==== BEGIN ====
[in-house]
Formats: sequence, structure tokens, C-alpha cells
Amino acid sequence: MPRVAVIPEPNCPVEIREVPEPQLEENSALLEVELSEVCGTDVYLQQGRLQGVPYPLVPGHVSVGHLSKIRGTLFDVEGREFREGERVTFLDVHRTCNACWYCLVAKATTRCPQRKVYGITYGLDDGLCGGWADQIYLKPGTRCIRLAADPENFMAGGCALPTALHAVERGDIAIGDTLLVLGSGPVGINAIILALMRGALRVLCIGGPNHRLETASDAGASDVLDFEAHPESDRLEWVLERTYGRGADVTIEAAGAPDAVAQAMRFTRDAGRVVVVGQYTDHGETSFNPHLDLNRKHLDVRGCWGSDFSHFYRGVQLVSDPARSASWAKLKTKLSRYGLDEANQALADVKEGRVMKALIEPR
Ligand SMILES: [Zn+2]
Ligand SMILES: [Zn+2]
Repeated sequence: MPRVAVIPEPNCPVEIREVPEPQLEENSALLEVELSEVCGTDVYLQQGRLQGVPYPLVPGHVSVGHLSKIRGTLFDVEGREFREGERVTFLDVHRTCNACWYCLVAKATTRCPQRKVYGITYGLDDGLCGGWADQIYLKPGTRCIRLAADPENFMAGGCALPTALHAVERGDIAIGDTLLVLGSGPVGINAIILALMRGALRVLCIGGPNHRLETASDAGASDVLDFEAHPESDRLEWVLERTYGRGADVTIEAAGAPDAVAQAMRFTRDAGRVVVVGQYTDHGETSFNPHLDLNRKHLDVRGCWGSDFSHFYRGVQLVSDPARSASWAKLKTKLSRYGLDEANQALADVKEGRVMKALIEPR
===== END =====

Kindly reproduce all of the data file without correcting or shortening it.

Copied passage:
[in-house]
Formats: sequence, structure tokens, C-alpha cells
Amino acid sequence: MPRVAVIPEPNCPVEIREVPEPQLEENSALLEVELSEVCGTDVYLQQGRLQGVPYPLVPGHVSVGHLSKIRGTLFDVEGREFREGERVTFLDVHRTCNACWYCLVAKATTRCPQRKVYGITYGLDDGLCGGWADQIYLKPGTRCIRLAADPENFMAGGCALPTALHAVERGDIAIGDTLLVLGSGPVGINAIILALMRGALRVLCIGGPNHRLETASDAGASDVLDFEAHPESDRLEWVLERTYGRGADVTIEAAGAPDAVAQAMRFTRDAGRVVVVGQYTDHGETSFNPHLDLNRKHLDVRGCWGSDFSHFYRGVQLVSDPARSASWAKLKTKLSRYGLDEANQALADVKEGRVMKALIEPR
Ligand SMILES: [Zn+2]
Ligand SMILES: [Zn+2]
Repeated sequence: MPRVAVIPEPNCPVEIREVPEPQLEENSALLEVELSEVCGTDVYLQQGRLQGVPYPLVPGHVSVGHLSKIRGTLFDVEGREFREGERVTFLDVHRTCNACWYCLVAKATTRCPQRKVYGITYGLDDGLCGGWADQIYLKPGTRCIRLAADPENFMAGGCALPTALHAVERGDIAIGDTLLVLGSGPVGINAIILALMRGALRVLCIGGPNHRLETASDAGASDVLDFEAHPESDRLEWVLERTYGRGADVTIEAAGAPDAVAQAMRFTRDAGRVVVVGQYTDHGETSFNPHLDLNRKHLDVRGCWGSDFSHFYRGVQLVSDPARSASWAKLKTKLSRYGLDEANQALADVKEGRVMKALIEPR